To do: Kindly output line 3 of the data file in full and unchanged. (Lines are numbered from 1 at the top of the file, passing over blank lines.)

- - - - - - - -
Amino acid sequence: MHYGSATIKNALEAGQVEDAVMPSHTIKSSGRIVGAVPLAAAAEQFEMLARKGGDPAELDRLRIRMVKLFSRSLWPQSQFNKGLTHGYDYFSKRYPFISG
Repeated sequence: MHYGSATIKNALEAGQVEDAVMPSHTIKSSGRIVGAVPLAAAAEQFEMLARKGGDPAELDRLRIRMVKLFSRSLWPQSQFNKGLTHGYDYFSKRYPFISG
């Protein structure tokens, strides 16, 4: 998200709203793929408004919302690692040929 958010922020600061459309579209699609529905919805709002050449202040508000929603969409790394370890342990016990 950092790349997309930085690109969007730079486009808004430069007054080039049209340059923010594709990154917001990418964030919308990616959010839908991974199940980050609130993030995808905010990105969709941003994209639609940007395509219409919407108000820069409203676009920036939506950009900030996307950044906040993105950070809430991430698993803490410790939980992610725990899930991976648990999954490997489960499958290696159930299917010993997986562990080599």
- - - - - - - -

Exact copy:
């Protein structure tokens, strides 16, 4: 998200709203793929408004919302690692040929 958010922020600061459309579209699609529905919805709002050449202040508000929603969409790394370890342990016990 950092790349997309930085690109969007730079486009808004430069007054080039049209340059923010594709990154917001990418964030919308990616959010839908991974199940980050609130993030995808905010990105969709941003994209639609940007395509219409919407108000820069409203676009920036939506950009900030996307950044906040993105950070809430991430698993803490410790939980992610725990899930991976648990999954490997489960499958290696159930299917010993997986562990080599």